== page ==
Le Opened Laptop

Opening the lid, you are greeted with a 15.6″ TN screen -yup, no IPS love here- and the good AccuType keyboard and a good Elans touchpad. The touchpad does it’s job well, accurate and has a nice matte feel to it. However as a gaming laptop I doubt it will ever see much use. Still nice to see a good unit used here though. Glossy plastic is used above the keyboard area where the power button is located and also on the screen bezels. More finger prints to wipe off. Ughhh.


Le KeyboardAnd a nice photo of the back-lit keyboard in the dark. The keyboard has nice red back-light with two levels of brightness. Possibly the only thing that gives away it’s identity as a gaming laptop. No gaudy multi-color back-lighting here, fortunately (I am looking at you, MSI). The keys on the keyboard are rather on the stiff side, but not too stiff until it causes fatigue when typing. Size wise they are quite nicely spaced and I was comfortable enough with it to type this entire article on it without feeling the need to bring over the keyboard from my desktop set.

 

Performance

Le Specifications

What’s a gaming laptop without good specifications eh? Powered by an Intel i7 4710HQ, 8GB DDR3 1600MHz RAM, 1TB HDD, and a GeForce GTX860M GPU with 4GB VRAM, this machine is a mean machine. For those who don’t know, the GTX860M is the mobile equivalent of the desktop GTX750 Ti. It uses a Maxwell core which is cooler and more power efficient than a Kepler core. So does it allow this svelte beast to kill the big and bulky gaming laptops of yore?

Below are the Heaven Benchmark scores at Extreme preset. I just added the iGPU’s score for scale. Obviously the iGPU is way slower than the dedicated GTX860M. Scoring 598 with the dedicated GPU and 58 with the iGPU, it shows that iGPUs still have a long way to go before being able to match a mid-range mobile graphics processor.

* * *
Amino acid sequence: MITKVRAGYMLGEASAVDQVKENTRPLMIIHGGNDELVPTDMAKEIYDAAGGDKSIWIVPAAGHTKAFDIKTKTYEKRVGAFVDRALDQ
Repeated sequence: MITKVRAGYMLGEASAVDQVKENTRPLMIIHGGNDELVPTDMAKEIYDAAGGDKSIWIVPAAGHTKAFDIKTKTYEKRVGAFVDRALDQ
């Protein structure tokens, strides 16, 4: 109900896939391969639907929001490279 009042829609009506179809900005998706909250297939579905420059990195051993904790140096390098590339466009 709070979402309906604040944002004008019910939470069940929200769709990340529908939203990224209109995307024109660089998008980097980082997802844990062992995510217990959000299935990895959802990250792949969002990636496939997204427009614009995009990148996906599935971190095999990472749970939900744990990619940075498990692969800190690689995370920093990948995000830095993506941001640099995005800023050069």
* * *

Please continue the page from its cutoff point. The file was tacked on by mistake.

Le Benchmark with GTX860M Le Benchmark with Intel HD4600

Benchmarks are meaningless if it can’t perform in what it is meant to do, which is gaming.

Le FPS

It is safe to say that the GTX860M is plenty capable of some serious gaming. You can actually ignore the NFS: Rivals score because it has reached it’s FPS cap. For BF3, the minimum FPS was observed when the player is caught in an ambush in Operation Guillotine. A car was blown up right in front of the player, allowing the player to revel in the explosion and particles flying everywhere. Even the player is sent flying actually. 😀 DotA 2 is handled well with a minimum FPS of 45 even during intense 5 vs 5 clashes.

Well, good performance, check. Good temps? Both the CPU (Haswell) and GPU (Maxwell) micro-architecture is meant for lower power consumption and cooler temperatures. So how does it fare in this 22.86mm son of a gun? It is nice to note that no throttling was observed, and temps for the CPU barely hit 80°C while I was playing BF3 for about 20mins, and for the GPU, the highest temperature recorded was 72°C. All this was while gaming with it flat on the desk, without any cooler pad. I can confirm with a cooler pad the temps are nearly 10°C lower in every state. It is also interesting to note that the exhaust vent are at the hinge, not at the sides of the laptop, thus keeping your fingers safe from the searing heat some laptops are known to put out through the exhaust vents. Two fans work hard so that when it’s burning up in-game, the laptop isn’t bursting into flames as well.